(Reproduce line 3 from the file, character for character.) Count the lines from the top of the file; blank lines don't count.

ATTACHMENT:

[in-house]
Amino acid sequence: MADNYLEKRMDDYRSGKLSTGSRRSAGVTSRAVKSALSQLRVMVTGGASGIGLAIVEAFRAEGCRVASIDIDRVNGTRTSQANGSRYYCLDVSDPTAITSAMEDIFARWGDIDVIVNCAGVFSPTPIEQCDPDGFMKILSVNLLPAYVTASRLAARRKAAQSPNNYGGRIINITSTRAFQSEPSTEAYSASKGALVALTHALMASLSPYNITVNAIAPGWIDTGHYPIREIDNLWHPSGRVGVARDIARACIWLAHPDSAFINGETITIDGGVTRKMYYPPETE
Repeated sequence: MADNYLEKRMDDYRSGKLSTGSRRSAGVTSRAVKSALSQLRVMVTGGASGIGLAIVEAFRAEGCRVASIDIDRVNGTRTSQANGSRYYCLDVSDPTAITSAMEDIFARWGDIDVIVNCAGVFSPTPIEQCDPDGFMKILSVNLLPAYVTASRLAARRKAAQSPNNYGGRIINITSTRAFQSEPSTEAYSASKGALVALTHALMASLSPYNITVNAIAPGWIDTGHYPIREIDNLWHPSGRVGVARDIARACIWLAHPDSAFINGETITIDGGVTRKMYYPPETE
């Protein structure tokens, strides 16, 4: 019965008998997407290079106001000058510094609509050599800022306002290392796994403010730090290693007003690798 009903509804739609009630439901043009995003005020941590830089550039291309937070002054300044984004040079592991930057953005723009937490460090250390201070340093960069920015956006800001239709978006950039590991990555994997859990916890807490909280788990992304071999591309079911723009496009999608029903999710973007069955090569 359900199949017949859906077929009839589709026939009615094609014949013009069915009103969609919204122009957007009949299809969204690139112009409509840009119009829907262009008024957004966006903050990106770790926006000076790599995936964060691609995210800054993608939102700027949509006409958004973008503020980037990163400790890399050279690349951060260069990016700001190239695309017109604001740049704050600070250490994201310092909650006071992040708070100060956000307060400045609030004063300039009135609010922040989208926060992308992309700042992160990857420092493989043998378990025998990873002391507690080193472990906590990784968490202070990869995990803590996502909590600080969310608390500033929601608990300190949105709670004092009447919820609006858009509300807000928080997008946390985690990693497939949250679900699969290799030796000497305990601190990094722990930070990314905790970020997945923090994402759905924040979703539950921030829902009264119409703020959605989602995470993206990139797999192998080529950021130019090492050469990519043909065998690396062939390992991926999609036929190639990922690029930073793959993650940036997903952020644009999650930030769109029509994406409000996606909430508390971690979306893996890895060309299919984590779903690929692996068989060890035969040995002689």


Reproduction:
Repeated sequence: MADNYLEKRMDDYRSGKLSTGSRRSAGVTSRAVKSALSQLRVMVTGGASGIGLAIVEAFRAEGCRVASIDIDRVNGTRTSQANGSRYYCLDVSDPTAITSAMEDIFARWGDIDVIVNCAGVFSPTPIEQCDPDGFMKILSVNLLPAYVTASRLAARRKAAQSPNNYGGRIINITSTRAFQSEPSTEAYSASKGALVALTHALMASLSPYNITVNAIAPGWIDTGHYPIREIDNLWHPSGRVGVARDIARACIWLAHPDSAFINGETITIDGGVTRKMYYPPETE